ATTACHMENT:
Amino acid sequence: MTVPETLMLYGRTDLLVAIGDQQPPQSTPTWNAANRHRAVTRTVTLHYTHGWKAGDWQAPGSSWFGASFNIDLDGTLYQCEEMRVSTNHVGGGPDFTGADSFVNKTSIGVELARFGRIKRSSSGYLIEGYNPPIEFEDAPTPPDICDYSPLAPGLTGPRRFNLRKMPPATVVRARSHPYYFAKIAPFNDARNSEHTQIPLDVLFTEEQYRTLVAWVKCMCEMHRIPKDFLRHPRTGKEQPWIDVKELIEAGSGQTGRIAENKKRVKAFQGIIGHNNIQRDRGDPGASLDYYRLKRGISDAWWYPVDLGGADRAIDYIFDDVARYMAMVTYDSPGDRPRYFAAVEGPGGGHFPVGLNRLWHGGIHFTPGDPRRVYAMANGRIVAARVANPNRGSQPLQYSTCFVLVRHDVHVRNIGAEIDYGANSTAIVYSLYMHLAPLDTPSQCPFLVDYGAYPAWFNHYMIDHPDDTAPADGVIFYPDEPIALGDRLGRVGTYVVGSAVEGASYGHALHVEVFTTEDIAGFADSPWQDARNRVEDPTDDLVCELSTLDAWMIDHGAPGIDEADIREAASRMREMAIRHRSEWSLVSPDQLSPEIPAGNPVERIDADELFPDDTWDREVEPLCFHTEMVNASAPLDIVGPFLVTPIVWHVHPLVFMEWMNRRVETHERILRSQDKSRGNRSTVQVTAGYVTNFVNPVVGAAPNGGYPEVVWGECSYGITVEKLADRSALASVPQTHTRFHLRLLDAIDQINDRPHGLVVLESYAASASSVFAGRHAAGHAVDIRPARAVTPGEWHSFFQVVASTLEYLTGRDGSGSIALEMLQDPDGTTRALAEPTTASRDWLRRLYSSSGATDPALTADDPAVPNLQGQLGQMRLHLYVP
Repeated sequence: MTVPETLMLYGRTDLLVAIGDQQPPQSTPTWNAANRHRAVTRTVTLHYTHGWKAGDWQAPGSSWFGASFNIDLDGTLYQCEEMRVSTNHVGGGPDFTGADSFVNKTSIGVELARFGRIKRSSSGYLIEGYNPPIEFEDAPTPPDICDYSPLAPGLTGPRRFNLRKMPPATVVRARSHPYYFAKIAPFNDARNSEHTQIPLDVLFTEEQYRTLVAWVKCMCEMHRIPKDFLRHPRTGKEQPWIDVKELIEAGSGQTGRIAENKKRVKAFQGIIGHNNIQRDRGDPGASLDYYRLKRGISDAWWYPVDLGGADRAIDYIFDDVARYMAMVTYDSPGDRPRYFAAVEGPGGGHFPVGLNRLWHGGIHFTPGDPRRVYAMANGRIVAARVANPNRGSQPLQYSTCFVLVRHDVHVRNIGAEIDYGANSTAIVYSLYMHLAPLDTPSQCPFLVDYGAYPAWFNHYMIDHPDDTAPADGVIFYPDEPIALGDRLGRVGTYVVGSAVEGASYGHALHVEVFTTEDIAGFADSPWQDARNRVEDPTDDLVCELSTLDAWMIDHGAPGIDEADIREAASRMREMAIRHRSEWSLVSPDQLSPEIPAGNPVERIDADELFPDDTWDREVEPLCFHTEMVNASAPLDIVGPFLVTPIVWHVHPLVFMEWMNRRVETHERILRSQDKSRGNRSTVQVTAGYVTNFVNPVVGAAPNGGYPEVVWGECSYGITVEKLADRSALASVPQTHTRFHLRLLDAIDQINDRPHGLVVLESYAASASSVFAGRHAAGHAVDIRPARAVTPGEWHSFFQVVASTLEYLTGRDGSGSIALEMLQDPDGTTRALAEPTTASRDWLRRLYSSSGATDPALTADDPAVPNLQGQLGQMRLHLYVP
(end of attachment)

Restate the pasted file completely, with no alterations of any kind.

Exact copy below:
Amino acid sequence: MTVPETLMLYGRTDLLVAIGDQQPPQSTPTWNAANRHRAVTRTVTLHYTHGWKAGDWQAPGSSWFGASFNIDLDGTLYQCEEMRVSTNHVGGGPDFTGADSFVNKTSIGVELARFGRIKRSSSGYLIEGYNPPIEFEDAPTPPDICDYSPLAPGLTGPRRFNLRKMPPATVVRARSHPYYFAKIAPFNDARNSEHTQIPLDVLFTEEQYRTLVAWVKCMCEMHRIPKDFLRHPRTGKEQPWIDVKELIEAGSGQTGRIAENKKRVKAFQGIIGHNNIQRDRGDPGASLDYYRLKRGISDAWWYPVDLGGADRAIDYIFDDVARYMAMVTYDSPGDRPRYFAAVEGPGGGHFPVGLNRLWHGGIHFTPGDPRRVYAMANGRIVAARVANPNRGSQPLQYSTCFVLVRHDVHVRNIGAEIDYGANSTAIVYSLYMHLAPLDTPSQCPFLVDYGAYPAWFNHYMIDHPDDTAPADGVIFYPDEPIALGDRLGRVGTYVVGSAVEGASYGHALHVEVFTTEDIAGFADSPWQDARNRVEDPTDDLVCELSTLDAWMIDHGAPGIDEADIREAASRMREMAIRHRSEWSLVSPDQLSPEIPAGNPVERIDADELFPDDTWDREVEPLCFHTEMVNASAPLDIVGPFLVTPIVWHVHPLVFMEWMNRRVETHERILRSQDKSRGNRSTVQVTAGYVTNFVNPVVGAAPNGGYPEVVWGECSYGITVEKLADRSALASVPQTHTRFHLRLLDAIDQINDRPHGLVVLESYAASASSVFAGRHAAGHAVDIRPARAVTPGEWHSFFQVVASTLEYLTGRDGSGSIALEMLQDPDGTTRALAEPTTASRDWLRRLYSSSGATDPALTADDPAVPNLQGQLGQMRLHLYVP
Repeated sequence: MTVPETLMLYGRTDLLVAIGDQQPPQSTPTWNAANRHRAVTRTVTLHYTHGWKAGDWQAPGSSWFGASFNIDLDGTLYQCEEMRVSTNHVGGGPDFTGADSFVNKTSIGVELARFGRIKRSSSGYLIEGYNPPIEFEDAPTPPDICDYSPLAPGLTGPRRFNLRKMPPATVVRARSHPYYFAKIAPFNDARNSEHTQIPLDVLFTEEQYRTLVAWVKCMCEMHRIPKDFLRHPRTGKEQPWIDVKELIEAGSGQTGRIAENKKRVKAFQGIIGHNNIQRDRGDPGASLDYYRLKRGISDAWWYPVDLGGADRAIDYIFDDVARYMAMVTYDSPGDRPRYFAAVEGPGGGHFPVGLNRLWHGGIHFTPGDPRRVYAMANGRIVAARVANPNRGSQPLQYSTCFVLVRHDVHVRNIGAEIDYGANSTAIVYSLYMHLAPLDTPSQCPFLVDYGAYPAWFNHYMIDHPDDTAPADGVIFYPDEPIALGDRLGRVGTYVVGSAVEGASYGHALHVEVFTTEDIAGFADSPWQDARNRVEDPTDDLVCELSTLDAWMIDHGAPGIDEADIREAASRMREMAIRHRSEWSLVSPDQLSPEIPAGNPVERIDADELFPDDTWDREVEPLCFHTEMVNASAPLDIVGPFLVTPIVWHVHPLVFMEWMNRRVETHERILRSQDKSRGNRSTVQVTAGYVTNFVNPVVGAAPNGGYPEVVWGECSYGITVEKLADRSALASVPQTHTRFHLRLLDAIDQINDRPHGLVVLESYAASASSVFAGRHAAGHAVDIRPARAVTPGEWHSFFQVVASTLEYLTGRDGSGSIALEMLQDPDGTTRALAEPTTASRDWLRRLYSSSGATDPALTADDPAVPNLQGQLGQMRLHLYVP